For years, cloud gaming has existed as little more than a novelty. While some would find success for a few years, most notably OnLive, such services were generally held back by two things: a lack of the infrastructure for the backend, and the user's own internet connection. For cloud gaming to finally catch on and be seen as a viable alternative to dedicated hardware, you'll need a company that can supply answers to both these problems, as well as wield the money (and insanity) needed to enter the video game industry with the intent of competing with "The Big Three." Naturally, at the end of the 2010s, there was only one company that satisfied all of these requirements.
Google Stadia is Google's entry into the gaming industry, competing with Sony's PlayStation Now and Microsoft's xCloud services. As a cloud gaming service, games played on Stadia are processed and rendered on Google's servers and sent to player's chosen device, with the players only requiring an Internet connection and their devices to support the Google Chrome browser or run ChromeOS. Any USB controller works with Stadia, though there does exist a dedicated Stadia controller that connects directly to the data center where the players' game is running, thus helping to reduce input latency.
Stadia has two tiers: a "free" level that limits streaming to 1080p resolutions, and a subscription-based "pro" tier that allows streaming rates up to 4K resolution, access to library of free and reduced price games. Since April 2020, new Stadia users receive temporary access to Stadia Pro features.note
Stadia was quickly met with skepticism by the public. Google's history of abandoning products and services that aren't instantly successful raised questions about the platform's long-term prospects, especially since breaking into the video game industry demands a large amount of investment. And while the technology to make cloud gaming work had vastly improved since its introduction with the launch of OnLive in 2010, it was still a largely unproven system with its own unique issues. The business model was also heavily criticized; over a decade of Netflix had conditioned people to expect any streaming service to only ask for a subscription fee, so having to buy each game piecemeal was not appreciated. Poor communication with the marketing didn't help, as many people thought the Stadia Pro subscription was required to access the service on top of the need for individual purchases.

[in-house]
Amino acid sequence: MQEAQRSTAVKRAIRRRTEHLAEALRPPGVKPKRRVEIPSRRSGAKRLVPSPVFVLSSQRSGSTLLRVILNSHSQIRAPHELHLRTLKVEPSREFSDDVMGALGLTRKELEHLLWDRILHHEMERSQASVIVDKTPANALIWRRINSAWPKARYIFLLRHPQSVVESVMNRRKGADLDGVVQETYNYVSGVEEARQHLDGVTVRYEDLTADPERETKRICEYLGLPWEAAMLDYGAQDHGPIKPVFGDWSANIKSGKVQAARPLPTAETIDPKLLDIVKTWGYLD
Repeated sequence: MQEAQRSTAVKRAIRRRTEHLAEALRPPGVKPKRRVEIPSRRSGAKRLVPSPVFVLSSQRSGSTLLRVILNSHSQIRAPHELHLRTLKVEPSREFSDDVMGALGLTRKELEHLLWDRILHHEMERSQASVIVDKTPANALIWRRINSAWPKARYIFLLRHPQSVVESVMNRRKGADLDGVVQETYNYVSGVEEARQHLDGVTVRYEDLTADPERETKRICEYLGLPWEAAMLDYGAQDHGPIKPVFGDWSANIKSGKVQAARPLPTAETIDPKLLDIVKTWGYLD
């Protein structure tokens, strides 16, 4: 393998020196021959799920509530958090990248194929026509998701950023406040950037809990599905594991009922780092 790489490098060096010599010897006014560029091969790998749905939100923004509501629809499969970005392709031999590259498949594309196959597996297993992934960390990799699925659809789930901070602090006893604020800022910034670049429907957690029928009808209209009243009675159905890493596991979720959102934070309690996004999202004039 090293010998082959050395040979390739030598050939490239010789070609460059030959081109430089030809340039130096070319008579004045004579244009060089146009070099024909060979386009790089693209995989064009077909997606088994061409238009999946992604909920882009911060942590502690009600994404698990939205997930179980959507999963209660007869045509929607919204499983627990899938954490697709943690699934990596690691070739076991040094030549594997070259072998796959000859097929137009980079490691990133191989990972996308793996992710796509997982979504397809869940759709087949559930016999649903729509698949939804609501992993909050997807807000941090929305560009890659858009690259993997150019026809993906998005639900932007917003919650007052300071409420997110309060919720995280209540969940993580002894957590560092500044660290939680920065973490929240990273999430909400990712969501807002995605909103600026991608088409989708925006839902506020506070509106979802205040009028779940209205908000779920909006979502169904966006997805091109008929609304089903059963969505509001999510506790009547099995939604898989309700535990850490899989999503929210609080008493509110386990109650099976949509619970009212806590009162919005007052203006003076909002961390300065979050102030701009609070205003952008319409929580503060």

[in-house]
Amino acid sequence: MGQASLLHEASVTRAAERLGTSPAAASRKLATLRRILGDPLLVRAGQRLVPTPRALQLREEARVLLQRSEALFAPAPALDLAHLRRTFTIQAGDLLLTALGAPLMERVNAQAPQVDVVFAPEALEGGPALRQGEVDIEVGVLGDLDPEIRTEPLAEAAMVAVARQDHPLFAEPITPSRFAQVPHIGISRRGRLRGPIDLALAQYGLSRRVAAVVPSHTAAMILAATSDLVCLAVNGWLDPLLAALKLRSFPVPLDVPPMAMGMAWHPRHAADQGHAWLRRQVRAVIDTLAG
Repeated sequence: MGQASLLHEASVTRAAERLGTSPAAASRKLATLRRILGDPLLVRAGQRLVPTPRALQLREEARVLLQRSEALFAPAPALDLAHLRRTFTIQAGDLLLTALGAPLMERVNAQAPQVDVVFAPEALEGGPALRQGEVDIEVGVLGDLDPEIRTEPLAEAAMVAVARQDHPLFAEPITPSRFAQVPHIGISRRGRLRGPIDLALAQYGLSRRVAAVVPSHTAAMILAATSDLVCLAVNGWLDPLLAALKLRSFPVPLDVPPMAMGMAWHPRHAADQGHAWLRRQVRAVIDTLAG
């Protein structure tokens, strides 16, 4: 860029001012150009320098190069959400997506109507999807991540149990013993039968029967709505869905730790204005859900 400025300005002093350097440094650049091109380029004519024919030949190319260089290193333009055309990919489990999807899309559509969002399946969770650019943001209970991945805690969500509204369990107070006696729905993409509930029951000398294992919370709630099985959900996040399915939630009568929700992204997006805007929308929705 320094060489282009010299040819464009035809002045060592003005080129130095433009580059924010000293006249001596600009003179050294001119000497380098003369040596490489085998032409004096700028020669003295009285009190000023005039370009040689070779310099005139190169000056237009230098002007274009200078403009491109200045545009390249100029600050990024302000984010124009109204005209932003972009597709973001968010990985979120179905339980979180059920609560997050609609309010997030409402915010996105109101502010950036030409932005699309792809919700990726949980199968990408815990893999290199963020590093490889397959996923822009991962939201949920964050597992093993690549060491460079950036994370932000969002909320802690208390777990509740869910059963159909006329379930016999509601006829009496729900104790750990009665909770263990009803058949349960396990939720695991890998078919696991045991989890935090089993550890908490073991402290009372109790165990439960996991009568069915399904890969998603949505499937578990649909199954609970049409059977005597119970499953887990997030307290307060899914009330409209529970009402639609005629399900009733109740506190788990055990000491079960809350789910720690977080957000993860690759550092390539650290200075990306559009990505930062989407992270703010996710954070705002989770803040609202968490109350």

Google attempted to build confidence in Stadia by founding two of their own in-house development studios, collectively known as Stadia Games and Entertainment. They also hired two industry veterans — Jade Raymond (known largely for work on Assassin's Creed) and Shannon Studstill (former head of Santa Monica Studios) — and placed them in charge of the new studios. However, in February 2021, Google announced the closure of Stadia Games and Entertainment and their shift in focus to securing more third-party support for the platform. The studios were active for less than two years and were unable to release any games in that time. This put even more doubt on Stadia's viability and Google's general ambitions in the gaming market.